But God came near and she birthed and nursed while holding little "Laughter" close to the heart.

Then there came a day when Israel sinned and Babylon took her captive.
The finest young men were taken and groomed to serve the foreign king. 
In a fit of pride, the king built a statue demanding all to fall and worship at its feet.
Three young captives chose to remain loyal to their God,
And they courageously refused to bow.
They were bound and cast into burning hot flames, facing a certain death. 
But God came near and stood with them in the heat, honoring their public display of faith. 

There came a day when Rome ruled, prophets were silent, and Israel desperately longed for her Messiah. 
An angel came in the middle of the night, awakening a young teen with glorious news,
She was betrothed to a man who held integrity in his heart, 
The angel said God had chosen her to bear His Son and, by faith, Mary worshiped God.
By faith Joseph remained committed as he chose to raise the Babe as his own.
At the right time the baby was born and placed in a manger as shepherds bowed and angels sang.
And God came near in human form, born a Savior, a Shepherd, and a King. 

There came a time when Jesus walked among mankind, inviting all to experience God's love. 
A woman caught in adultery was cast at His feet and experienced both mercy and grace.
A woman was rejected by five men and found that only God's love could satisfy the unquenchable thirst.
A woman had suffered long as blood continuously flowed long from her body, 
Rose up and by faith reached for the hem of the garments He wore and was healed. 
And a man born blind was given sight; lepers were cleansed, and demons cast out.
And God came near with a missions of grace, offering love and a solution for sin. 

There came a time when religious rulers felt threatened by this God wearing flesh.
And a greedy disciple fulfilled prophecy by betraying the Master with a single kiss. 
The Messiah who was taken and illegally tried throughout the long night was found guiltless,
And He remained silent as He was sentenced to die. 
Stripped, beaten, mocked and scorned, He was hammered to a tree.
The world grew dark, His blood was spilled, our shame was covered, and God's wrath was satisfied.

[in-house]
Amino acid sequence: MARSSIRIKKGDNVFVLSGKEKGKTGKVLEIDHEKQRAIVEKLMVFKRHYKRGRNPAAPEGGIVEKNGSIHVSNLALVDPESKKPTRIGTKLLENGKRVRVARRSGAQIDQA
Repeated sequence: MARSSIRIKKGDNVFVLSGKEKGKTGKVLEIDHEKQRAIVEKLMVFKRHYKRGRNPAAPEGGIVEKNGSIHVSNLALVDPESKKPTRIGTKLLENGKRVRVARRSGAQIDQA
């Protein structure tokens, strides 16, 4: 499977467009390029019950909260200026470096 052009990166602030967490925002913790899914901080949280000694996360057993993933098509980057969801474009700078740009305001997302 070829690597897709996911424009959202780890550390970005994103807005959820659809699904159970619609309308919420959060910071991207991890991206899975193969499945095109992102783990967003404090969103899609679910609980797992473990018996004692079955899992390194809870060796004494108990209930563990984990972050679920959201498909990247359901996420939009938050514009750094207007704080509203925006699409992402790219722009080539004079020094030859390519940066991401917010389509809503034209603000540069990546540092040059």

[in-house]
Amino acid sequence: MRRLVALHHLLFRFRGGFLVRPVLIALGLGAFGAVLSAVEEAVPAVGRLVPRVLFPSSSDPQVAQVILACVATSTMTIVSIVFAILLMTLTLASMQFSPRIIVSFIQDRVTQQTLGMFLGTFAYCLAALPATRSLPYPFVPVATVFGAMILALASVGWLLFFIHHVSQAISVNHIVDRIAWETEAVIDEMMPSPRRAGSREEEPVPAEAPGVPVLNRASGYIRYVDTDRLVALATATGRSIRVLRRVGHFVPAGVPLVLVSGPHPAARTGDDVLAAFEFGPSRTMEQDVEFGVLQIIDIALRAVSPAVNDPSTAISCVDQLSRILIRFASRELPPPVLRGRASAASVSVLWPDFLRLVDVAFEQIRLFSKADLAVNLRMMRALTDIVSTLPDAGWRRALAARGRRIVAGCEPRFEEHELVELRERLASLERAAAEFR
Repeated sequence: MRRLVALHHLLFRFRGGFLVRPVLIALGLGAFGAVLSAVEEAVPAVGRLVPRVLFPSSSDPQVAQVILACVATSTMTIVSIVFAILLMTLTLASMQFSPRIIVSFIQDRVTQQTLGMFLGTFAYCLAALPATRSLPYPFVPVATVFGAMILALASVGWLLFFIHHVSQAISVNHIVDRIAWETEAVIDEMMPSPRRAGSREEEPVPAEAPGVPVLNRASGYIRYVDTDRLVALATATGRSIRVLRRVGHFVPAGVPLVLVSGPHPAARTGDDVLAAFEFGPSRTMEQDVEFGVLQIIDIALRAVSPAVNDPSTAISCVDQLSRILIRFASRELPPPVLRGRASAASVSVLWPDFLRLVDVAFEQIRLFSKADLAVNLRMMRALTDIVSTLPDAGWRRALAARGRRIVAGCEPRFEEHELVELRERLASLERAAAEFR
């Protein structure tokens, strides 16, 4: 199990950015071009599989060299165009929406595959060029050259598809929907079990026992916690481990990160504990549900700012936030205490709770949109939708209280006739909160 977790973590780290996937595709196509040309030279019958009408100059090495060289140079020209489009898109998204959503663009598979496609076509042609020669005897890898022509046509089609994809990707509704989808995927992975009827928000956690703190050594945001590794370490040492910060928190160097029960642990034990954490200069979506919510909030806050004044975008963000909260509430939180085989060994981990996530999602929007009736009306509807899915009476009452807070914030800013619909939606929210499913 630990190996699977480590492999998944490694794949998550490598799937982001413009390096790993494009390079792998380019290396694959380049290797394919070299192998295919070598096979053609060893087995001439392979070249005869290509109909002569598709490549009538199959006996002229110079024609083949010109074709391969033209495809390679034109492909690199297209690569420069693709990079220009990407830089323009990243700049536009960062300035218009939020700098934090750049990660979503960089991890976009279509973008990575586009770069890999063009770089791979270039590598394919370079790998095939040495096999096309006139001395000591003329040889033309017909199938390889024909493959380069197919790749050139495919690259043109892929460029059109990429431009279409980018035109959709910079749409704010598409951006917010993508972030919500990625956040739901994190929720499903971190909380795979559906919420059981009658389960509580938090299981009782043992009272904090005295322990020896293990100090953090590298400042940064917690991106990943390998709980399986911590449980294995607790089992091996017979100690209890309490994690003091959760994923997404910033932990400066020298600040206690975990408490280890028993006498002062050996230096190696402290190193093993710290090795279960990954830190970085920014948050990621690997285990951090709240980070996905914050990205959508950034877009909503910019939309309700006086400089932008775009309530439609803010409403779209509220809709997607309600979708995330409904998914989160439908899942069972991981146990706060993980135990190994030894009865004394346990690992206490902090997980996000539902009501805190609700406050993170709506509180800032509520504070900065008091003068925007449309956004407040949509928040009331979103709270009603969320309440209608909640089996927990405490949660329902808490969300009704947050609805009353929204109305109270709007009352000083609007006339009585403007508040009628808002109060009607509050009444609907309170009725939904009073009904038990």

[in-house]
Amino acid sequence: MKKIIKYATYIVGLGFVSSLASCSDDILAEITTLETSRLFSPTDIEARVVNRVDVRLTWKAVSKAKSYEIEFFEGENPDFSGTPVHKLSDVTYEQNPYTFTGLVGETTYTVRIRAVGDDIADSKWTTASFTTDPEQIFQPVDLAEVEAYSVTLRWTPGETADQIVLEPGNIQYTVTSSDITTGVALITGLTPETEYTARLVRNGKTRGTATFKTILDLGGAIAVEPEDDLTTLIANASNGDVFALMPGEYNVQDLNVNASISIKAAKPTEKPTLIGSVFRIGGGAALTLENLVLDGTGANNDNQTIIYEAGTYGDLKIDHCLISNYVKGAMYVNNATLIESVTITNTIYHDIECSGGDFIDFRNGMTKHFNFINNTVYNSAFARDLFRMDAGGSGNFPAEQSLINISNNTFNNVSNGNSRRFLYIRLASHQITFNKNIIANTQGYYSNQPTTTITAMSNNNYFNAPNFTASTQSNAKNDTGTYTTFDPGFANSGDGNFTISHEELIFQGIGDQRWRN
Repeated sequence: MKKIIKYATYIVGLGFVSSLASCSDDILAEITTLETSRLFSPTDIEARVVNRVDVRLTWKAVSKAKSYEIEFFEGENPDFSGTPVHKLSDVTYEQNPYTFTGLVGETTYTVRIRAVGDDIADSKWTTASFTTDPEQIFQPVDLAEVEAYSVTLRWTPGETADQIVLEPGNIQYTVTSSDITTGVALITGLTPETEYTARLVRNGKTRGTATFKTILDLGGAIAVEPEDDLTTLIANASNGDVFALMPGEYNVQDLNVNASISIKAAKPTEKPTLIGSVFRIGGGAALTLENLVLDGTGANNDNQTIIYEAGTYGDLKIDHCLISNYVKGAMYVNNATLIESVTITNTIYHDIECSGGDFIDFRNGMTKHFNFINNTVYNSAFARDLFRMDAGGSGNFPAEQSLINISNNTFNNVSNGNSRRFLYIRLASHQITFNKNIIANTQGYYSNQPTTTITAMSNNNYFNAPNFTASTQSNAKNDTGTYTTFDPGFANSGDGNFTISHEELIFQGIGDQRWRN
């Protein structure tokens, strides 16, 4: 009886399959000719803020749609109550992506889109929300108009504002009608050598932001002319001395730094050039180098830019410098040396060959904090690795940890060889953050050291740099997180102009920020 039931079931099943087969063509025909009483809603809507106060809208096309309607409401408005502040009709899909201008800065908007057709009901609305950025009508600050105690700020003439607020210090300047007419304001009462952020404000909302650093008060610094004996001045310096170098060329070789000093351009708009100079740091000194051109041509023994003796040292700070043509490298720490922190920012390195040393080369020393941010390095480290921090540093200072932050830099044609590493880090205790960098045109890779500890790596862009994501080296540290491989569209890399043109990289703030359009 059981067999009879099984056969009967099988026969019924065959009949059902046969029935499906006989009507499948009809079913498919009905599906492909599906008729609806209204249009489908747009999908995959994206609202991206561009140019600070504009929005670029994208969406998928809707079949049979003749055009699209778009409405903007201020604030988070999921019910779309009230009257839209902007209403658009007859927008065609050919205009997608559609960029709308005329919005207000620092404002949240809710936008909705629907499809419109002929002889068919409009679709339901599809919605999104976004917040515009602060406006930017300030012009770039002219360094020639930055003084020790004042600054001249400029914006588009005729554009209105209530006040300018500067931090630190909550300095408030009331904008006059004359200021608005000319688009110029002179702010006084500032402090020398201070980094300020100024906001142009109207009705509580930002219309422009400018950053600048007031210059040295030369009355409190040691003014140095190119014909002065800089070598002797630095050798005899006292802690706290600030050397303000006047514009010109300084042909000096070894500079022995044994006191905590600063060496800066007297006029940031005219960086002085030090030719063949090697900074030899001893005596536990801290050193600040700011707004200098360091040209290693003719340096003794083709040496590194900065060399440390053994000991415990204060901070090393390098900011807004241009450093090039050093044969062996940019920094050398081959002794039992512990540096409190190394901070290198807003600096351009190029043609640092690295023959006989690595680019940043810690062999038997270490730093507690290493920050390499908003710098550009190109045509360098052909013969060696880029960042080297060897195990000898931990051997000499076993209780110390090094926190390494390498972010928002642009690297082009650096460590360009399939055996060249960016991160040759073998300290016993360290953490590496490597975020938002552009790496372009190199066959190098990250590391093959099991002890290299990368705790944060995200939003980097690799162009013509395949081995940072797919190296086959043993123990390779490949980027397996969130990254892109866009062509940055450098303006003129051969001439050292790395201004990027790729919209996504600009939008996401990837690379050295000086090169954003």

And God came near, love conquering hate, trampling the Enemy beneath His feet.

And there came this time when God dwells  in the hearts of those He calls His own. 
And people work, people play, people watch, and people pray.
And God's people find themselves longing for their King's return,
As couples grieve the babies lost, husbands watch as cancer claims their spouse's life,   
And Soldiers fight for our freedom, while people here at home are senselessly killing each other.  
Parents pray for runaways, addictions exert control, marriages crumble, and boys girls are preyed upon. 
Yet, God remains near, carefully mending each heart ripped in two, one love-stitch at a time.

There will come a time when the heavens open, revealing our King called Faithful and True.
And we will live with Him in the dwelling place He is now preparing. 
And God will forever be our God, the victorious Christmas story finally complete. 
He will be the wiper of tears, the destroyer of death, the eraser of pain, the remover of grief!
But today He is the purifier of hearts, the satisfier of longings, the giver of Life, and lover of souls. 
And God came near, He is the Alpha and Omega--the Beginning and the End,   
And He is completing redemption stories, one life, one heart, one victory at a time.    


  

Tuesday, December 9, 2014

God's Peace for an Anxious World--Christmas 2

"Humble yourselves, therefore,
 under the mighty hand of God
 so that at the proper time He may exalt you,
casting all your anxieties on Him
because He cares for you."
1 Peter 4:6-7